Among the three terrestrial broadcasters, iMBC is concentrating on distributing programs to Japan, which it does through a dedicated site offering online service for Japan. It has a program app for smartphones (some popular dramas only), and also handles direct transactions with users viewing programs on smartphones. In a business deal valued at $10.52 million, iMBC also recently contracted with iQIYI, a subsidiary of Baidu, China’s largest Web portal site, to supply programs. Under that two-year agreement, iMBC will be the exclusive supplier of MBC Broadcasting’s programs, starting in 2014. This is a major deal, equivalent to 23 percent of iMBC’s sales the previous year (Money Today News article dated September 30, 2013, accessed December 8, 2013).

iMBC also concluded an agreement with Web portal site Naver to supply programs for the Korean domestic market, offering a download service for approximately 4,000 MBC programs by 2014. Its other mainly online service offerings will be followed with interest. (iMBC website, accessed December 8, 2013). Sales of the Contents Division of SBS Contents Hub, which markets rights to SBS programs in Korea and overseas, have been growing steadily over the past three years, from 72 billion won in 2010 to 92.3 billion won in 2011 and 193.5 billion won in 2012.

Figure 6 below describes other redistribution services via platforms operated by broadcasters or entertainment companies.

Figure 6. Redistribution Services on Other Platforms

Name of Service Description
Pooq
Operated by Contents Alliance Platform *
  • Service inaugurated July 2012
  • Contents from terrestrial broadcasters and their affiliates
  • Real time, redistribution, streaming
  • Accessible on various devices
  • 1,000 won per piece
  • Aims to become the Hulu of Korea
  • Due to copyright issues, service available only to people residing in Korea
Tving
Operated by CJ Hellovision
  • Service inaugurated June 2010
  • Offers 200 domestic channels, including terrestrial broadcasts, cable TV, films, sports, etc. and 50,000 programs, as a paid VOD service
  • Real time, redistribution, streaming, downloads
  • Accessible on various devices
  • Charges are 700 won per view for broadcast programs, and between 1,000 to 4,000 won per film viewed
  • Also offers 14 overseas channels viewable exclusively on Tving **
  • Due to copyright issues, service available mainly to people residing in Korea (some content is also available in overseas markets)
Mnet
Operated by CJ E&M
  • Service inaugurated 2005
  • Offers music channels, distribution of CDs, tapes, etc., information about events and advance ticket sales, as well as music-related content
  • Real time, streaming, downloads
  • For music, 600 won per piece; for programs, 700–1,500 won per view
  • Formed Mnet Japan in 2005 and entered the Japanese market; formed Mnet US in 2010, where it broadcasts 22 programs
  • Partnered with CCTV to enter the Chinese market and supplies Korean content like "M Countdown," "School of Rock (楽)", offered in prime time. Together with major portal sites, offers events and real time broadcasts.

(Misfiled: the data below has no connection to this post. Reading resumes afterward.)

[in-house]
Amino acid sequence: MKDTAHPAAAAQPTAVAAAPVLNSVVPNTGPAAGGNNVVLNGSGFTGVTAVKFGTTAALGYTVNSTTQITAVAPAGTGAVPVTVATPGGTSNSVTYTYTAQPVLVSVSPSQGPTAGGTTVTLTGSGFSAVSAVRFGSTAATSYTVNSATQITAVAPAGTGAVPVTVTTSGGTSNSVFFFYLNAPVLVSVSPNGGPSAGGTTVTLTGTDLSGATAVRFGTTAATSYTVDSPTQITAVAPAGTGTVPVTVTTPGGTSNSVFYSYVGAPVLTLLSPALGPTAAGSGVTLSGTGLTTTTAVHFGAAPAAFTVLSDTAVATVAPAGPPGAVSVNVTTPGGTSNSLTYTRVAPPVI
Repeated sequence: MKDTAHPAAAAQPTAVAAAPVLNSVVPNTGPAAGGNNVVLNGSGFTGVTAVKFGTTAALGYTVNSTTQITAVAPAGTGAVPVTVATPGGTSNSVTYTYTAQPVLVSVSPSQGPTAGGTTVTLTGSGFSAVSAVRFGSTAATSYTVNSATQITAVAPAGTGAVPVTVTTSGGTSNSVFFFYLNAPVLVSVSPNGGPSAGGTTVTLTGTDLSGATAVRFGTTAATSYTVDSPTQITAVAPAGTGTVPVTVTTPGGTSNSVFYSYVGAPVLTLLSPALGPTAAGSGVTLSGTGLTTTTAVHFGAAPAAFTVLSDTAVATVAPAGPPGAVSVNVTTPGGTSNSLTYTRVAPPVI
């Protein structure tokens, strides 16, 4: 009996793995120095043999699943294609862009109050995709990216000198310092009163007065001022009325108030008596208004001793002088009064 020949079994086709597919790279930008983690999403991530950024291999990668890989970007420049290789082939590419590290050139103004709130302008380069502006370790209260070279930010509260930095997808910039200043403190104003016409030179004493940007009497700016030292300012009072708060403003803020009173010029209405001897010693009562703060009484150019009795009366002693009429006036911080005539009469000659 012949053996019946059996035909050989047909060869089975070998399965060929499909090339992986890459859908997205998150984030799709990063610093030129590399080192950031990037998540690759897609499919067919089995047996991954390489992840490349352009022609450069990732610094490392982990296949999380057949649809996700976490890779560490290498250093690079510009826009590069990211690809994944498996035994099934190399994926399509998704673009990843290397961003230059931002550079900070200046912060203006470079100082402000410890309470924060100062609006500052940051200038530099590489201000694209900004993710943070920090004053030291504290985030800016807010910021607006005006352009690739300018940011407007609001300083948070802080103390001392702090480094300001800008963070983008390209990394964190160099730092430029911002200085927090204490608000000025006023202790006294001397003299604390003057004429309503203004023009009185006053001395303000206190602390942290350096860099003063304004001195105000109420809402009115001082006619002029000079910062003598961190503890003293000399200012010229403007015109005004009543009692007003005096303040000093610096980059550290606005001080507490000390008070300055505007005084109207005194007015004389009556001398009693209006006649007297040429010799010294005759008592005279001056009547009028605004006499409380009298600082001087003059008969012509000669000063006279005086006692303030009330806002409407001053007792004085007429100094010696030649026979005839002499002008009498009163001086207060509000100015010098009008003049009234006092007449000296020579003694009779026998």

Source: Prepared based on information from Chae Ji-Young 2012, pp. 38-40.
http://www.mnet.comhttp://www.pooq.co.kr
* The Contents Alliance Platform is a joint venture set up by MBC and SBS. KBS is not a founder but provides content.
** For example, a channel that plays French club music, a sports-centered entertainment channel, a Singapore-based Asian food channel, a U.K. children’s channel, or a channel airing Indian entertainment and films.

While services through the broadcasters’ websites are also available to foreigners outside Korea, Pooq and Tving started to offer their services only to people residing in Korea. Their operators intend to expand these services abroad, but whether the venture is successful or not remains to be seen.

Tving once entered the market in eight countries and regions in a tie-up with Yahoo, including Singapore, Taiwan, Malaysia and Hong Kong, but stopped providing some services citing the reason that its one-year contract with Yahoo expired. But the real reason was that Tving, having tried to export the Tving platform when it first tied up with Yahoo, ended up simply providing content through overseas portal sites rather than being a platform. In the future, Tving intends to improve its services and aim for global markets (etnews.com article, accessed December 20, 2013). Pooq also currently shuts out overseas IP address but is exploring ways of entering overseas markets in the future.


5. Content Distributed on Digital Cable TV, IP TV and Smart TV

Korea’s terrestrial broadcasters are not the only ones offering online services for broadcast programs. Cable TV, IP TV, smart TV, and n-screen, a relatively new entrant providing programming for mobile devices, are also well established.
IP TV services and digital cable TV redistribute terrestrial broadcasts, paying*11 the terrestrial broadcasters for their redistributed material using the cost per sales for each subscriber to their paid services. Subscribers can view programs free of charge on a VOD basis three weeks after they have aired. Programs had originally been available for free viewing one week after airing, but this was changed to three weeks, beginning in August 2013, at the request of the terrestrial broadcasters. Since subscribers must pay a fee if they want to see a program before the free viewing period starts, the extension of the blackout period is expected to contribute to the increase in VOD sales.